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Personal profile

Biography

Dr. Leong’s research career began at Australia’s University of Adelaide, where he earned his bachelor’s degree in biotechnology in 2006 and an honor’s degree in 2007. He then joined Monash University as an immunology research assistant, serving this role for one year before beginning his pursuit of a Ph.D. in biomedical science. He earned his PhD degree from Monash in 2016 and remained there to conduct immunology research for another year. In 2017, he took up a research position at the University of California, San Francisco (UCSF). He continues to work at UCSF, focusing on immune responses to infectious diseases as well as autoimmune responses.

Dr. Leong’s contributions to the field are best summarized by describing one of the research projects that he has conducted. In this project, Dr. Leong researched methods of targeting viruses that frequently eluded standard immune responses. The most common and dangerous examples of these viruses are the human immunodeficiency virus (HIV) and Epstein-Barr virus (EBV). As with most viruses, the immune system sends T-cells to target them. The body forms antigen-specific CD8+ T-cells, some of which develop into effector cytotoxic T-cells. These cells are designed to attack not only specific types of viruses, but the cells that the viruses have infected to ensure they are eradicated. However, when HIV or EBV infections are attacked, some specimens of the viruses relocate to regions of the body where T-cells do not patrol as frequently. In particular, they take refuge within B-cell follicles and associated helper cells, where they have the opportunity to replicate and spread before they are detected again. Dr. Leong thoroughly studied both B-cell follicles and the T-cell development process, searching for factors that drew T-cells to B-cell follicles. He was aware that T-cell positioning was determined by the actions of molecules such as integrins and chemokine receptors. In particular, the chemokine receptor known as CXCR5 was known to be responsible for T-cells’ migration to B-cell follicles. Researching CXCR5 revealed an associated type of cytotoxic T-cell that he observed traveling to B-cell follicles. He named it the follicular cytotoxic T-cell and learned that it had a development cycle distinct from other cytotoxic T-cells. Using transcriptional profiling and phenotyping, he identified genes that influenced follicular cytotoxic T-cells. Given the information that Dr. Leong obtained about T cells, his research is important to the development of more advanced antiviral treatments.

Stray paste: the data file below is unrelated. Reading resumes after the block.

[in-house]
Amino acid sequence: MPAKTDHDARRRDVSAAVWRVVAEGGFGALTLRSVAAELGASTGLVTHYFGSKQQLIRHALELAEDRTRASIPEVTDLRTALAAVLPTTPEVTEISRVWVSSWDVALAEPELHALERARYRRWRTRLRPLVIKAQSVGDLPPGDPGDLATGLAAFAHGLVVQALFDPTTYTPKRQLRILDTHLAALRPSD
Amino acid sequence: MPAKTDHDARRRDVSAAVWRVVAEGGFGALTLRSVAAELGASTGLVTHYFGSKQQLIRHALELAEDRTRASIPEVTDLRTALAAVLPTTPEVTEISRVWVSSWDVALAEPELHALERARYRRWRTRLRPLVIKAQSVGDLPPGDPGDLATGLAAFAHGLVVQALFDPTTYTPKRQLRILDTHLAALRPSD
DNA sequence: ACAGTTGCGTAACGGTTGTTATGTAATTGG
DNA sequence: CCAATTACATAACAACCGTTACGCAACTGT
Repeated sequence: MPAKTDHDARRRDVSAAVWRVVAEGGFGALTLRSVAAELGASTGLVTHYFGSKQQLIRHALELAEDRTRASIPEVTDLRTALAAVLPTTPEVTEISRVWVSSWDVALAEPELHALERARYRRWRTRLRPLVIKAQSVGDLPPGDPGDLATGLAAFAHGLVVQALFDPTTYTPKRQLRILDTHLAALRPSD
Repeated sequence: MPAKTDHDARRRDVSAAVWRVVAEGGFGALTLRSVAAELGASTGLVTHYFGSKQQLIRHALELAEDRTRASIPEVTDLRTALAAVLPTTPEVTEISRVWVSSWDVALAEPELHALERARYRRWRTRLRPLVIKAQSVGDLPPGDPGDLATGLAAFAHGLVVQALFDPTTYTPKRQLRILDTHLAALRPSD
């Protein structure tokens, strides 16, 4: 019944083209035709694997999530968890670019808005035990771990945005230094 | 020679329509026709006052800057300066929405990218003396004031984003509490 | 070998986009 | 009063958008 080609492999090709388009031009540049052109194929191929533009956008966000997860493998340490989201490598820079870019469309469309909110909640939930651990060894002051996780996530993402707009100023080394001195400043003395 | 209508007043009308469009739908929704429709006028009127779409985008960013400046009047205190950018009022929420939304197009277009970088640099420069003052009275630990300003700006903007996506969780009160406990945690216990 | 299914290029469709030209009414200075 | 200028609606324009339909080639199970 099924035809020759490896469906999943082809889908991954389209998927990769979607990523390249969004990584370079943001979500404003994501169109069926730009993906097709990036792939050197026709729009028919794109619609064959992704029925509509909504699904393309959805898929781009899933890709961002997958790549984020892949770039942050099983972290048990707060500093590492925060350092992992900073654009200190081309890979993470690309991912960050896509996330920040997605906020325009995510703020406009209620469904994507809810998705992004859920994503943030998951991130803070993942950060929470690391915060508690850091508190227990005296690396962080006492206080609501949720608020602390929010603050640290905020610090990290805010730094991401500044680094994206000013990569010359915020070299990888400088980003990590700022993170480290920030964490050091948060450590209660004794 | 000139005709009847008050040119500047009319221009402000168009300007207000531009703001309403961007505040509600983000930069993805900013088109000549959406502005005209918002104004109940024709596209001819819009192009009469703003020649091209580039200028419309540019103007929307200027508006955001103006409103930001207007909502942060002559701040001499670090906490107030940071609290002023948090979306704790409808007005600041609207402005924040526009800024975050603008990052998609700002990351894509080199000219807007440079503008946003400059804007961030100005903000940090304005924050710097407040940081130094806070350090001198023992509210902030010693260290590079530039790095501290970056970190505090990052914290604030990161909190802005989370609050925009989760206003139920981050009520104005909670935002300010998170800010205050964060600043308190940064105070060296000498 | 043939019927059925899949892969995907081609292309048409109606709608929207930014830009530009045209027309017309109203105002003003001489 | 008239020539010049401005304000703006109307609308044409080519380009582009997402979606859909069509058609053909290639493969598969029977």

Education/Academic qualification

Biomedical Science, PhD

Award Date: 26 Apr 2017

Biomedical sciencce, Bachelor (Honours)

Award Date: 1 Jan 2008

Research area keywords

  • T cells
  • Chronic disease
  • Vaccine
  • B cells
  • Cytokine

Network

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